Morales Street, commonly referred to as “La Ronda” is home to some of Quito’s finest artisan workshops and storefronts. La Ronda is on 24-hour tourist rotation, with artisan workshop visits during the day, before the restaurants and bars open for the evening. A late morning stroll down La Ronda will reveal it not only has a long association with folk arts and crafts, but during the 20th century became home to poets, musicians and politicians significant in Ecuador’s history.
The bohemian meeting place degraded into dilapidated buildings inhabited by drug dealers and prostitutes by the mid-1900’s. Fortunately, in the early 2000’s the Ecuadorian government decided to give it a makeover and restored the street to its former glory. Artisans were invited to compete for subsidised rent in the vacant stores and workshops. In return, they open 10am-5pm each day allowing visitors to explore traditional crafts and speak with skilled artisans. You will find craftspeople specialising in wood carving, metalwork, millinery, candle making, jewellery and sculpture. What I loved most about this place was the absence of pushy sales tactics, just artisans passionate about their crafts. They were willing to share their art by answering my dozens of questions and allowing me to photograph their work spaces.
If folk art isn’t your thing, there are artisans in honey, chocolate and ice cream among other gastronomical delights. At the very least you must stop for ice cream at Dulce Placer Heladeria to try some of their uniquely Ecuadorean flavours. I chatted for a while with the owner’s brother, and he explained they try to support local farmers and businesses when creating their flavours. The result is a delicious reflection of all things Ecuadorean. My ice cream aficionado husband sampled their Vino Bendito (holy wine) and Choco Piña (chocolate and pineapple) flavours. While I savoured scoops of Roses, made from locally-grown organic roses and Jucho de Capuli of native capuli berries.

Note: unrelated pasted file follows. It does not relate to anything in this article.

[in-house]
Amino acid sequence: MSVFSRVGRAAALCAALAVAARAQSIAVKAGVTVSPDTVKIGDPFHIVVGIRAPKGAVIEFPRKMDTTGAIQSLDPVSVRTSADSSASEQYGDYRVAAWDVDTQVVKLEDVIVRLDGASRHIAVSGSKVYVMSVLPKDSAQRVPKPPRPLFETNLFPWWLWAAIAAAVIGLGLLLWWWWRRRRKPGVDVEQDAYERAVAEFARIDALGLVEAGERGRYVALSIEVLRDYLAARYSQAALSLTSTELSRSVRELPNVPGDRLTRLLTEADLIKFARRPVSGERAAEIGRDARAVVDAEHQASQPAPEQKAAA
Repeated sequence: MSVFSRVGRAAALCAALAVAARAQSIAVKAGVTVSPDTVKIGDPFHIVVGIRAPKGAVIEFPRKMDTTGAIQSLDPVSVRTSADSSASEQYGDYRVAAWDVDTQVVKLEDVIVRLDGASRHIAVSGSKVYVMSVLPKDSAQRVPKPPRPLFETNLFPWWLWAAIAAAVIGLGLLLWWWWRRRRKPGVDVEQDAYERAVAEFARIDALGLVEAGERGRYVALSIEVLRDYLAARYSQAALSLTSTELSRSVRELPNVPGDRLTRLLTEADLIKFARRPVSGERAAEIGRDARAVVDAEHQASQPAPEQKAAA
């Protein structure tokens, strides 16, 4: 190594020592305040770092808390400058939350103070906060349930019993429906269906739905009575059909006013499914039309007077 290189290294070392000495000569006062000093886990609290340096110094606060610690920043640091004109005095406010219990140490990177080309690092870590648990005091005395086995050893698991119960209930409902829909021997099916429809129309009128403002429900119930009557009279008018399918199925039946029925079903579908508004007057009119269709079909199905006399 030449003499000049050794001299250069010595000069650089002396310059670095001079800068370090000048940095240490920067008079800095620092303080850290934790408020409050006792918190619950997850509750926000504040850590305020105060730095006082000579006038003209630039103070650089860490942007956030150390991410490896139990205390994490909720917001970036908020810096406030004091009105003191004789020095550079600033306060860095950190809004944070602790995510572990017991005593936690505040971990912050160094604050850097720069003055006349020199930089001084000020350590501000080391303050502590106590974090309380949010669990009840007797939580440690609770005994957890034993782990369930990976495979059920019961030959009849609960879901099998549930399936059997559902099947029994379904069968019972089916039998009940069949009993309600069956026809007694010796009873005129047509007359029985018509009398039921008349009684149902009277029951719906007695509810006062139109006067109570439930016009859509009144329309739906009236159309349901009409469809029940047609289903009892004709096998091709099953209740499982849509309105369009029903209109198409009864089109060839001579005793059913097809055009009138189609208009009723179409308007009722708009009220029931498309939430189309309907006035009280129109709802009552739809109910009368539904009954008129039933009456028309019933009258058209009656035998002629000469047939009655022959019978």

Quito is the closest capital city to the equator. The city’s central square is located about 25km (16 mi) south of the equator; the city’s suburbs sprawl to within approximately 1km (0.62 mi) of zero latitude. There are two places most people visit the equator: A grand, government built monument – Mitadad del Mundo “Middle of the Earth”- which was built before modern day GPS and therefore lacks in geographical accuracy. The second, Museo Solar Inti-Nan, is a privately owned museum that used GPS to locate a more precise position along the Equator.
Plan a trip to Quito
Though my first 24 hours in Quito felt like it was in fast forward, the Ciudad de los Cielos certainly made an indelible impression. The people were very friendly. Everyone down to our airport taxi driver seemed genuinely concerned that we enjoyed our time in Quito. I can’t wait to explore more of the city and greater Ecuador. It’s time to put a map pin in Quito, and stop simply passing through. There is so much to miss if we don’t!
Peace, love and a Spanish colonial,